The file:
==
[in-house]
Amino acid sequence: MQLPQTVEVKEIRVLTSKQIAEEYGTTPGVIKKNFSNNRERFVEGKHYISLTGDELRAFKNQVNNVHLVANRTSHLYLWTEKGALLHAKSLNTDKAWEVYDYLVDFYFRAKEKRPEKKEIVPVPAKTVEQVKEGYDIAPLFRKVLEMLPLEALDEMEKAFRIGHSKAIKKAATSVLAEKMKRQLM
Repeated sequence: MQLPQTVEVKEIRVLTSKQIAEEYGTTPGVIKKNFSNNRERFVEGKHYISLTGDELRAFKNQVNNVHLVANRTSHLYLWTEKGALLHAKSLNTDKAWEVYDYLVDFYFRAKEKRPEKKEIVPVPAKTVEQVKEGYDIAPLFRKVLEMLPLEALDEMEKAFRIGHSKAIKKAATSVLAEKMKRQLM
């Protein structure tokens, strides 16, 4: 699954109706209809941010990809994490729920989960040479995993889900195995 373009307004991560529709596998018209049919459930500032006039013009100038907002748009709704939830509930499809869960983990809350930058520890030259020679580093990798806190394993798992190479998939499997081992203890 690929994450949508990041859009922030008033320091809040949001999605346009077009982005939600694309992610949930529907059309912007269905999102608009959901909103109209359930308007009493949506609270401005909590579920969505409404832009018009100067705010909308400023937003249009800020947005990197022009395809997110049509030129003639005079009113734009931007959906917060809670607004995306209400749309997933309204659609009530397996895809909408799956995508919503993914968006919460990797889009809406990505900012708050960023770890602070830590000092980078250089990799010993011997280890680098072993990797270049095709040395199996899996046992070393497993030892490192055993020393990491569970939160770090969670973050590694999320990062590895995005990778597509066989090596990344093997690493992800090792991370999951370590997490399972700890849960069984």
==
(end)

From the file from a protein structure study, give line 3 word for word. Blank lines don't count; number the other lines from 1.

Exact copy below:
Repeated sequence: MQLPQTVEVKEIRVLTSKQIAEEYGTTPGVIKKNFSNNRERFVEGKHYISLTGDELRAFKNQVNNVHLVANRTSHLYLWTEKGALLHAKSLNTDKAWEVYDYLVDFYFRAKEKRPEKKEIVPVPAKTVEQVKEGYDIAPLFRKVLEMLPLEALDEMEKAFRIGHSKAIKKAATSVLAEKMKRQLM